Legal complaint questions Costa Mesa Councilman Allan Mansoor's residency

Legal complaint questions Costa Mesa Councilman Allan Mansoor's residency
Costa Mesa Mayor Pro Tem Allan Mansoor — seen here during a candidates forum in 2016 — recently received a legal complaint alleging he did not live in the city for several months last year and should have to vacate his council seat. (File photo)

Costa Mesa Mayor Pro Tem Allan Mansoor was hit with a legal complaint this week alleging he didn't live in the city for part of last year, which would be a violation of state law, and therefore should be removed from office.

The complaint — obtained by the Daily Pilot Friday evening — claims Mansoor and his family lived for a time in a house owned by his in-laws in the 1600 block of Pegasus Street in Newport Beach.


It seeks approval from the state attorney general's office to file a "quo warranto" action to determine whether Mansoor is lawfully entitled to remain in office. Should Atty. Gen. Xavier Becerra's office sign off, that action could then be filed in Superior Court.

"You shouldn't be able to break the law with impunity — especially if you're supposedly serving the city," Costa Mesa Parks and Recreation Commission Chairwoman Liz McNabb said Friday. "It's very basic: You need to live in the city that you represent, according to the [California] Government Code. It's a rule of law issue."


McNabb said she is part of a group of people who collaborated to bring the action forward. The complaint is signed by Art Perry, a local resident who serves on the Costa Mesa Sanitary District board.

Mansoor, who is running for mayor, dismissed the allegations in an emailed statement Friday afternoon.

"If our Attorney General does not reject the politically motivated complaint outright, I will defend myself and expect to prevail based on the law," he wrote. "Regardless of any temporary circumstance between my family's move from one Costa Mesa residence to another, Costa Mesa has been mine and my wife's home for most of our lives."

Representatives from Becerra's office could not be reached for comment Thursday or Friday.

Mansoor was elected to the City Council for the third time in 2016 and his current term runs through 2020. He previously served on the council from 2002 to 2010 before winning election to the state Assembly.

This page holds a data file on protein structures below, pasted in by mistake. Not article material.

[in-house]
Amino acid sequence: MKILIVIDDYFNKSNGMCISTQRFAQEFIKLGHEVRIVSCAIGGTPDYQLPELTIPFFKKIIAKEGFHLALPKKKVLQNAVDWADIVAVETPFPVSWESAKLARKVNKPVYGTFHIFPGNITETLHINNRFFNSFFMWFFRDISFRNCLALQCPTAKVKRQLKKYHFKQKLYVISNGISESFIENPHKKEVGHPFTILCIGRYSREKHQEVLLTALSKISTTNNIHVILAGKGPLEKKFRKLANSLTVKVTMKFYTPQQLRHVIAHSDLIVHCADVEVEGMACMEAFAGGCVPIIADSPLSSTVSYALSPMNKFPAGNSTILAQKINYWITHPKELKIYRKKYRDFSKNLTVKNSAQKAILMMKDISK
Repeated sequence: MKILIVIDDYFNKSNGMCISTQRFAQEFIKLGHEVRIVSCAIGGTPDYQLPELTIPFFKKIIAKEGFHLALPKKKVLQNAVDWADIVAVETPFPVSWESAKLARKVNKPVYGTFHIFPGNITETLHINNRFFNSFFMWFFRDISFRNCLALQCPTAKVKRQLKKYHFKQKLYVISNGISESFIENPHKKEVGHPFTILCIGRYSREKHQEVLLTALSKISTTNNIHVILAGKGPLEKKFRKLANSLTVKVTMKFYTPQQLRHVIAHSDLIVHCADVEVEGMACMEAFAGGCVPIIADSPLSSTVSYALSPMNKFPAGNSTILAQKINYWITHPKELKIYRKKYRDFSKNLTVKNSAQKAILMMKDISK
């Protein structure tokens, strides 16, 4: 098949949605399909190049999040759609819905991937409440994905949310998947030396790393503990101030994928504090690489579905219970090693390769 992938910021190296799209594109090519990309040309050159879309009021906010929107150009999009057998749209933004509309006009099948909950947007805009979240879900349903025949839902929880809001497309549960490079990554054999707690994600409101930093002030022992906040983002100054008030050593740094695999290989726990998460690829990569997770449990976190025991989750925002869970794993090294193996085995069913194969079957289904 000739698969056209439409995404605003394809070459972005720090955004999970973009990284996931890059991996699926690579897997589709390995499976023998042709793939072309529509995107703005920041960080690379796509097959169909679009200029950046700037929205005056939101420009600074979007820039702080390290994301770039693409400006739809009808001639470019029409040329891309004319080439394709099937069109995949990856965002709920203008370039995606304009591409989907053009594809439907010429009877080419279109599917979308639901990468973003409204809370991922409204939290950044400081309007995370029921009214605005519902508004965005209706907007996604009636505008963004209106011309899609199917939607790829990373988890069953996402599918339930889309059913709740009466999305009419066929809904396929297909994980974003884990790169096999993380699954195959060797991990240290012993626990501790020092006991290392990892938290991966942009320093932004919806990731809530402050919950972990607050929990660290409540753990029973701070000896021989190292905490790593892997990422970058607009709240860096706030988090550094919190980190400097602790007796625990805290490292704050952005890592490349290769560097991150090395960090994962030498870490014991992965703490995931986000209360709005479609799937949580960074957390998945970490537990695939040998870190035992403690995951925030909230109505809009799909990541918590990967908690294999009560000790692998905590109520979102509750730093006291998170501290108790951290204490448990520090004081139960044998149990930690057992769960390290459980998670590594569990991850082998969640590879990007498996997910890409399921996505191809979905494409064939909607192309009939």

According to state Government Code, if a city council member "moves his or her place of residence outside of the city limits or ceases to be an elector of the city" while in office, "his or her office shall immediately become vacant."

"Because Mansoor resided in a neighboring city … during 2017, he became immediately disqualified from continuing to serve out the remainder of his term on the Costa Mesa City Council," the complaint states. "His seat must now be declared vacant so that it can be filled by a proper replacement."

Among the documents sent to the attorney general's office are declarations from two residents on Pegasus Street who attest that they saw Mansoor regularly staying at the Newport Beach house last year.

"Numerous neighbors saw Mansoor's vehicles continuously and repeatedly parked in front of the Pegasus house late at nights and early the following mornings," the complaint states. "The lights inside the house were turned off during these periods, indicating that Mansoor spent several nights sleeping at the Pegasus house. This trend was observed for many months."

As of September 2016, Mansoor was registered to vote at an apartment in The Enclave complex near South Coast Plaza, according to records from the Orange County Registrar of Voters.

However, the complaint alleges another man listed that same apartment as his address when he updated his voter registration information last September.

Records show Mansoor registered to vote at a new address on Canyon Drive in the city's Westside in late October.

Per state law, Mansoor has at least 15 days to respond to the complaint. The original filers would then have a chance to reply.

"What the attorney general does is grant us the ability to file the lawsuit," McNabb said. "Then we would have to prove the case, and he would have to prove where he lived."

A quo warranto action isn't a foreign concept in Costa Mesa. In 2012, the sanitary district filed for and received state approval to pursue such a suit against former board member Jim Fitzpatrick — arguing that role conflicted with his other position as a city planning commissioner.

Fitzpatrick ended up resigning both positions, though he later rejoined the Planning Commission.

Twitter @LukeMMoney